Summer is usually thought of as lazy days around the pool, amusement parks, hanging out with friends, and hopefully having enough time to get bored, and I’m not talking about just for the kids, I’m talking about for the parents, too. Unfortunately, after the crazy year we’ve had, if you’re a parent, you’re probably feeling like you should spend the summer tutoring your child so they can catch up with all of the education they lost over the past school year. You’re picturing temper tantrums and resentment as your child sits at the kitchen table with worksheets in front of them. They dig in their heels, refusing to do the few items you’ve asked them to do, and you’ve dug in your heels too, insisting they won’t leave the table until they do.
Teaching and learning doesn’t have to be this way. Here are some ways you can help your child, without the tears, without the tantrums, and you may both actually learn something and enjoy yourself.
The first thing you need to do is adjust your attitude from “My child needs to be able to…” to “What is my child really passionate about?” As a teacher, my number one goal for all of my students was to find their passion and help them become self-motivated participants in the learning process. When a child is working on something they’re passionate about, they’re automatically motivated to put forth effort. As the parent/teacher, your job is to find a way to insert the skills. Here are some examples. Keep in mind they only work if they’re things your child wants to do, not things you want to do. Always provide choice and be sure there’s an “open” choice where they can give you their ideas. You may be surprised. Their idea may be better than anything you could have come up with.
These are just a few examples, and I’m sure you and your child can come up with dozens more. For all of the projects, the child should write a plan and create a timeline. They should also decide if they want to do their project alone, with family, or with friends. Depending on your child’s age, some projects work best if they do it with a friend or group of friends, especially if the end product is a video or podcast, which brings me to the next piece of the puzzle.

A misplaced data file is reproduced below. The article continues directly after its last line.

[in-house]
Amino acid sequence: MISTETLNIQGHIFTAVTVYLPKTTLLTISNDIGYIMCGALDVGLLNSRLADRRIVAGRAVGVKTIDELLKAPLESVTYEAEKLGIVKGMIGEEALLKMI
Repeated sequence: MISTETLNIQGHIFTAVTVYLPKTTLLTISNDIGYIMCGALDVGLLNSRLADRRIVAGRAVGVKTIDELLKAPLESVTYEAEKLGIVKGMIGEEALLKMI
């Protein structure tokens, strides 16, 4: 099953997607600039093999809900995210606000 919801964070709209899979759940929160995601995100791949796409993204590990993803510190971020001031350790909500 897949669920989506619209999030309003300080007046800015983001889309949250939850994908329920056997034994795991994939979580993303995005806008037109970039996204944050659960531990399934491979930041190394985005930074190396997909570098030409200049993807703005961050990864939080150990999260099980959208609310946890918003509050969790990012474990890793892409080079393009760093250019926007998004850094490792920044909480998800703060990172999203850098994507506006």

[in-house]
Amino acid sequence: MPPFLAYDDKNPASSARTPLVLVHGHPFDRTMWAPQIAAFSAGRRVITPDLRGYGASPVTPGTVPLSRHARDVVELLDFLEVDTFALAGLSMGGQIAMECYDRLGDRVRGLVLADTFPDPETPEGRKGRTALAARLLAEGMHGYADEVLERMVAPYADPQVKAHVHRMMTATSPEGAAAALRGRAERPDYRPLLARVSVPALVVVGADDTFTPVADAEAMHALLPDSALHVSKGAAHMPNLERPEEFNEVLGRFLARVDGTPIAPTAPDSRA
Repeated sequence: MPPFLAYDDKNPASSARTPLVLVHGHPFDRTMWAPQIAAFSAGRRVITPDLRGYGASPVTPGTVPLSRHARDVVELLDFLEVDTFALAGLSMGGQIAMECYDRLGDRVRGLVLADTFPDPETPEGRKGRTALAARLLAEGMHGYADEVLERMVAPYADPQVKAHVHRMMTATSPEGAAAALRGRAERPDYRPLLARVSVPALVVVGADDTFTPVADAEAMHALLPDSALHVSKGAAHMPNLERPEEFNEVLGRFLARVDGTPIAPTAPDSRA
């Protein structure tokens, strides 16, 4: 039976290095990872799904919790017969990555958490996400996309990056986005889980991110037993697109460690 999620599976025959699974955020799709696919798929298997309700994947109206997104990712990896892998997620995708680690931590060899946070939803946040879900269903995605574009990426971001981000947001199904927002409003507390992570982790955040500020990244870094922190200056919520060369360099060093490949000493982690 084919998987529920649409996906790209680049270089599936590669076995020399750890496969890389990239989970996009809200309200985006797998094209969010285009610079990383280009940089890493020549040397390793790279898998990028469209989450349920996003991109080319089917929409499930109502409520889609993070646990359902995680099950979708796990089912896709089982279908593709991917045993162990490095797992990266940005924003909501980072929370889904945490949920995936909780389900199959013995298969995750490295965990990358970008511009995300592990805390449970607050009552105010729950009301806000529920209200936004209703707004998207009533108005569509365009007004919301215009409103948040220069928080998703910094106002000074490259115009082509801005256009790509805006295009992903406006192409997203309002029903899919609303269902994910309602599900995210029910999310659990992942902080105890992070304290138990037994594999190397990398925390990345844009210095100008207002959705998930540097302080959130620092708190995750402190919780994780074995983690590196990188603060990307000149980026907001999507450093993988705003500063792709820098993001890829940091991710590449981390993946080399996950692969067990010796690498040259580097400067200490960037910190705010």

Children respond best when there’s a finished product they can show their friends, their grandparents, or their aunts and uncles. In addition, summing up what they learned cements the knowledge. Regardless of what project your child chooses, they need to create a presentation of their findings, their knowledge, or even just their experience. This can be done in a variety of ways. Here are a few examples and links to sites they can use to create their project and/or upload their project. In most cases, you’ll need to make an account, but I did my best to provide free options.
If your child would like to have their project featured on my blog, please send a link of the project or attach it to an email to firstname.lastname@example.org. If your child’s project is one of the top 10 received, I’ll send a permission slip to you to allow me to post the project on my blog at FamilyAandEducation.blogger.com. Feel free to use that email to ask me questions or suggest topics for upcoming columns.
Janice Abernethy is a wife, mother, grandmother, daughter, sister, and retired school teacher. She has a bachelor’s in Elementary and Special Education and a master’s in Instructional Media. You can learn more about Janice by going to JAbernethy.com